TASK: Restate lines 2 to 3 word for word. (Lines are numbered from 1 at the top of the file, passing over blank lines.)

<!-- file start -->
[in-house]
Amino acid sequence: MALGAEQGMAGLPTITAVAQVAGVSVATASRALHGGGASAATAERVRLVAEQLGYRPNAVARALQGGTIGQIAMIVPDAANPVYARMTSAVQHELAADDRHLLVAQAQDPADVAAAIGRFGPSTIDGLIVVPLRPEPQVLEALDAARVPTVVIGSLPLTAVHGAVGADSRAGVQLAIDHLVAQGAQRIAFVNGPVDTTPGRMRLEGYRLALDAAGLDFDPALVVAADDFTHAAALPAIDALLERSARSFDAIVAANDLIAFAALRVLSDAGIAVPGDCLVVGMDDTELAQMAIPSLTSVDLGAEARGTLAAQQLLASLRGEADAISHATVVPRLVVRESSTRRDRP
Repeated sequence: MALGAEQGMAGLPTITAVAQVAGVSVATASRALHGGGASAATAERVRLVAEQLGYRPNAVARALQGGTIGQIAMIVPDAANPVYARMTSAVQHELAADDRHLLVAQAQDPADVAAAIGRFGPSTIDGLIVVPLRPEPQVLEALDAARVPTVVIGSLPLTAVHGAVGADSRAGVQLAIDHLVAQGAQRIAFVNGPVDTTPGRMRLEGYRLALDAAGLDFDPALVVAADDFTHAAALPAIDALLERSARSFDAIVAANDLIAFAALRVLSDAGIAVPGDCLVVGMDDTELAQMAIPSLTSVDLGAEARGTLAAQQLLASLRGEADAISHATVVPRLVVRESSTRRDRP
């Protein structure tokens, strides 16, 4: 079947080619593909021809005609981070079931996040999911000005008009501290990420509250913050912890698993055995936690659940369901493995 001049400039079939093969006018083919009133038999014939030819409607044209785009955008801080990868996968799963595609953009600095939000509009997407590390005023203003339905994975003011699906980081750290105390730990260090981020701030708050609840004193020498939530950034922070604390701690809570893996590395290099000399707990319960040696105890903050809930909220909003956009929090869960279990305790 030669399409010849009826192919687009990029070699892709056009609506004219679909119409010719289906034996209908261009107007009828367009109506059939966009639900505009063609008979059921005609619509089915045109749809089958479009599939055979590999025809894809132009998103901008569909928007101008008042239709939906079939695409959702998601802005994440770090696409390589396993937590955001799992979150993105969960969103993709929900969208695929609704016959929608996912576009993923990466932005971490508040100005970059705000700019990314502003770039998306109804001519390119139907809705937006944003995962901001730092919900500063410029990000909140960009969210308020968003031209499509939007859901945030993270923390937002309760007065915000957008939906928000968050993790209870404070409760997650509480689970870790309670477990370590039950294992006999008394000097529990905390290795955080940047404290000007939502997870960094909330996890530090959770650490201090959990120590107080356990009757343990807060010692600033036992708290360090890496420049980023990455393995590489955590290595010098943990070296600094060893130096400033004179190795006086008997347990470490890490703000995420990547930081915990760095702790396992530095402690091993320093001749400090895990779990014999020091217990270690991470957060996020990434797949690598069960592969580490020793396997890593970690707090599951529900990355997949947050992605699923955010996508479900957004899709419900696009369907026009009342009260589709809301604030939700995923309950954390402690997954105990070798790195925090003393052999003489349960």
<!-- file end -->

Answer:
Amino acid sequence: MALGAEQGMAGLPTITAVAQVAGVSVATASRALHGGGASAATAERVRLVAEQLGYRPNAVARALQGGTIGQIAMIVPDAANPVYARMTSAVQHELAADDRHLLVAQAQDPADVAAAIGRFGPSTIDGLIVVPLRPEPQVLEALDAARVPTVVIGSLPLTAVHGAVGADSRAGVQLAIDHLVAQGAQRIAFVNGPVDTTPGRMRLEGYRLALDAAGLDFDPALVVAADDFTHAAALPAIDALLERSARSFDAIVAANDLIAFAALRVLSDAGIAVPGDCLVVGMDDTELAQMAIPSLTSVDLGAEARGTLAAQQLLASLRGEADAISHATVVPRLVVRESSTRRDRP
Repeated sequence: MALGAEQGMAGLPTITAVAQVAGVSVATASRALHGGGASAATAERVRLVAEQLGYRPNAVARALQGGTIGQIAMIVPDAANPVYARMTSAVQHELAADDRHLLVAQAQDPADVAAAIGRFGPSTIDGLIVVPLRPEPQVLEALDAARVPTVVIGSLPLTAVHGAVGADSRAGVQLAIDHLVAQGAQRIAFVNGPVDTTPGRMRLEGYRLALDAAGLDFDPALVVAADDFTHAAALPAIDALLERSARSFDAIVAANDLIAFAALRVLSDAGIAVPGDCLVVGMDDTELAQMAIPSLTSVDLGAEARGTLAAQQLLASLRGEADAISHATVVPRLVVRESSTRRDRP